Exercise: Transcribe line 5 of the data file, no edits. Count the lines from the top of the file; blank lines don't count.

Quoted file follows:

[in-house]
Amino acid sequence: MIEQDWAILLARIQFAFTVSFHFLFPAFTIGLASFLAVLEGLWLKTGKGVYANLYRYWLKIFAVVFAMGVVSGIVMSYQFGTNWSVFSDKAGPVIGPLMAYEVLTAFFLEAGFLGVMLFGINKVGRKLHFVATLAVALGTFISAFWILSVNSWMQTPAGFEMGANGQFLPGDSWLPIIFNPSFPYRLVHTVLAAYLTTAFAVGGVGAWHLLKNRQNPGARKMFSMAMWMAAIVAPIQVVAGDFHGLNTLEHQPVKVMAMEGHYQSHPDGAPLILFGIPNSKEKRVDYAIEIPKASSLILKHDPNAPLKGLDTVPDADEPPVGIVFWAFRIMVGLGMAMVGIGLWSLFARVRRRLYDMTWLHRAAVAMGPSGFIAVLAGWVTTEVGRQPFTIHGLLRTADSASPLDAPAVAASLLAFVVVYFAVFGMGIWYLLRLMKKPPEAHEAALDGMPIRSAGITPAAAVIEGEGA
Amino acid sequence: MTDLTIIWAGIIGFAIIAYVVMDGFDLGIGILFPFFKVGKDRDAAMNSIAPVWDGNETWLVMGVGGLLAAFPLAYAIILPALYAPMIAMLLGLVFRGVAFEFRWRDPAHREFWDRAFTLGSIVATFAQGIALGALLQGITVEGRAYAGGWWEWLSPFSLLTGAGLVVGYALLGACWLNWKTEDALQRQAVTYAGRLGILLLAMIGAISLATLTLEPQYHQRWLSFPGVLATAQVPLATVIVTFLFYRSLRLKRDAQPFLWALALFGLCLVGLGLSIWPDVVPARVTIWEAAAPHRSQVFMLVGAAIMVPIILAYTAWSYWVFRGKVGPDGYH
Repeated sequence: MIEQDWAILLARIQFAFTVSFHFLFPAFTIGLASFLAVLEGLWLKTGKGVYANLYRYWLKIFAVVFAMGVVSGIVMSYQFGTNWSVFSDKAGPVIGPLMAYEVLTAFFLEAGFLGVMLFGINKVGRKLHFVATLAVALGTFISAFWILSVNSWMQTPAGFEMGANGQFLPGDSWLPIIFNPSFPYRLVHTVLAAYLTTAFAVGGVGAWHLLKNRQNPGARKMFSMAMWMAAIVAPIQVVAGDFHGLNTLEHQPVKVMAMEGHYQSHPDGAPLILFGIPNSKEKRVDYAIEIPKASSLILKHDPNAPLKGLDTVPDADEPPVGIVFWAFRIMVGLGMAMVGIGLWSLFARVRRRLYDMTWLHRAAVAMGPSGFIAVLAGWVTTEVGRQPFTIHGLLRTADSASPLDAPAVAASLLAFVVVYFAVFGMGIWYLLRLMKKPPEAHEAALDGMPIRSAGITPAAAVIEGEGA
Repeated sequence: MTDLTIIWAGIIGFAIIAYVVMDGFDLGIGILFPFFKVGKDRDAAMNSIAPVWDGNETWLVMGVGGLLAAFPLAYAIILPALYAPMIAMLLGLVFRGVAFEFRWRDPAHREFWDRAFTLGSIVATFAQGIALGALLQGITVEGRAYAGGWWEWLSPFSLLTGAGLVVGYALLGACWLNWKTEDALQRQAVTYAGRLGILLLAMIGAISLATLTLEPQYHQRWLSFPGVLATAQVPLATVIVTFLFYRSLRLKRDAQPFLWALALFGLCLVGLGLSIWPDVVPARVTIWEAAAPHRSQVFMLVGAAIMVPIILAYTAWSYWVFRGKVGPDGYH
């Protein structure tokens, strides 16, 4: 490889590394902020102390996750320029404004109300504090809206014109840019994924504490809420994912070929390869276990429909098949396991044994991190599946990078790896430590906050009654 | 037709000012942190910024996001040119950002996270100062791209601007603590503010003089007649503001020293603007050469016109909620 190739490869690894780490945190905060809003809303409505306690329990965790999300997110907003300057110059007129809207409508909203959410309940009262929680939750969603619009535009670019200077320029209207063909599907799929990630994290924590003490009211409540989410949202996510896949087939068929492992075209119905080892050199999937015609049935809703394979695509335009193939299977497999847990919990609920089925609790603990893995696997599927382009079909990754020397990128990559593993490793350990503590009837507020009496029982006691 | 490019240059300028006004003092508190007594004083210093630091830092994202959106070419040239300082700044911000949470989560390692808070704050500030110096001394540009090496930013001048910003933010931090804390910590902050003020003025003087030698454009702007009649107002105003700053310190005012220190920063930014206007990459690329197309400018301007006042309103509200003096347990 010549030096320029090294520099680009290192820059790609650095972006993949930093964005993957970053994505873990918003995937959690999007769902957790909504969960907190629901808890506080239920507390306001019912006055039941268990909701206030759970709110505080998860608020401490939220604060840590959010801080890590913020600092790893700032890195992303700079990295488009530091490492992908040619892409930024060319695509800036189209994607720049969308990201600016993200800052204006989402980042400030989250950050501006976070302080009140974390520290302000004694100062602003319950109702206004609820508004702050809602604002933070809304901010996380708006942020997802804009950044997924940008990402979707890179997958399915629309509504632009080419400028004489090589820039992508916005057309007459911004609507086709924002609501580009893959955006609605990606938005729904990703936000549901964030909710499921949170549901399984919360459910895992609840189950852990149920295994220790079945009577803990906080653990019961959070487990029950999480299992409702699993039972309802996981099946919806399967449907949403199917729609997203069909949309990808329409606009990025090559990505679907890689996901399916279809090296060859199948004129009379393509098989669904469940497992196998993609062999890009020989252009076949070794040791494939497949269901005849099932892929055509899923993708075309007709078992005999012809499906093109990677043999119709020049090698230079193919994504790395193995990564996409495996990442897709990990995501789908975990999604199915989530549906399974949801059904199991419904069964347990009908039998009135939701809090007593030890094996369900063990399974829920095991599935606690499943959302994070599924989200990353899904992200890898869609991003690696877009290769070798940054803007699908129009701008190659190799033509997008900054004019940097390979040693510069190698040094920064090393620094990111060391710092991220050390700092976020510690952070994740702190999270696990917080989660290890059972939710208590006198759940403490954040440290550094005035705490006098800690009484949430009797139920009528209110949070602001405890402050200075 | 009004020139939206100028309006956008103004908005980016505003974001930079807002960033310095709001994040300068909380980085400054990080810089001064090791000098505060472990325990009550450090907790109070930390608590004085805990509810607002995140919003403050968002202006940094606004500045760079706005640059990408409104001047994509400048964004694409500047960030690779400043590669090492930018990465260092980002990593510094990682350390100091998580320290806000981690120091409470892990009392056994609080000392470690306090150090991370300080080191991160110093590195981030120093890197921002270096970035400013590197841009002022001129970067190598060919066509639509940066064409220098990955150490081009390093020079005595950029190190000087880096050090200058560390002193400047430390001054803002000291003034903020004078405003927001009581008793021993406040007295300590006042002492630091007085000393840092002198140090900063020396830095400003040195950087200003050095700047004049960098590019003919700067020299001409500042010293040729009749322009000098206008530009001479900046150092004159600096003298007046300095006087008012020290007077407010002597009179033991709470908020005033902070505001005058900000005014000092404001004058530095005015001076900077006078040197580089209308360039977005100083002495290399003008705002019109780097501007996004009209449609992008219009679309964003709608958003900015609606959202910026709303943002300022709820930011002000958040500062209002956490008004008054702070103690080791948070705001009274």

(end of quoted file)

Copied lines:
Repeated sequence: MTDLTIIWAGIIGFAIIAYVVMDGFDLGIGILFPFFKVGKDRDAAMNSIAPVWDGNETWLVMGVGGLLAAFPLAYAIILPALYAPMIAMLLGLVFRGVAFEFRWRDPAHREFWDRAFTLGSIVATFAQGIALGALLQGITVEGRAYAGGWWEWLSPFSLLTGAGLVVGYALLGACWLNWKTEDALQRQAVTYAGRLGILLLAMIGAISLATLTLEPQYHQRWLSFPGVLATAQVPLATVIVTFLFYRSLRLKRDAQPFLWALALFGLCLVGLGLSIWPDVVPARVTIWEAAAPHRSQVFMLVGAAIMVPIILAYTAWSYWVFRGKVGPDGYH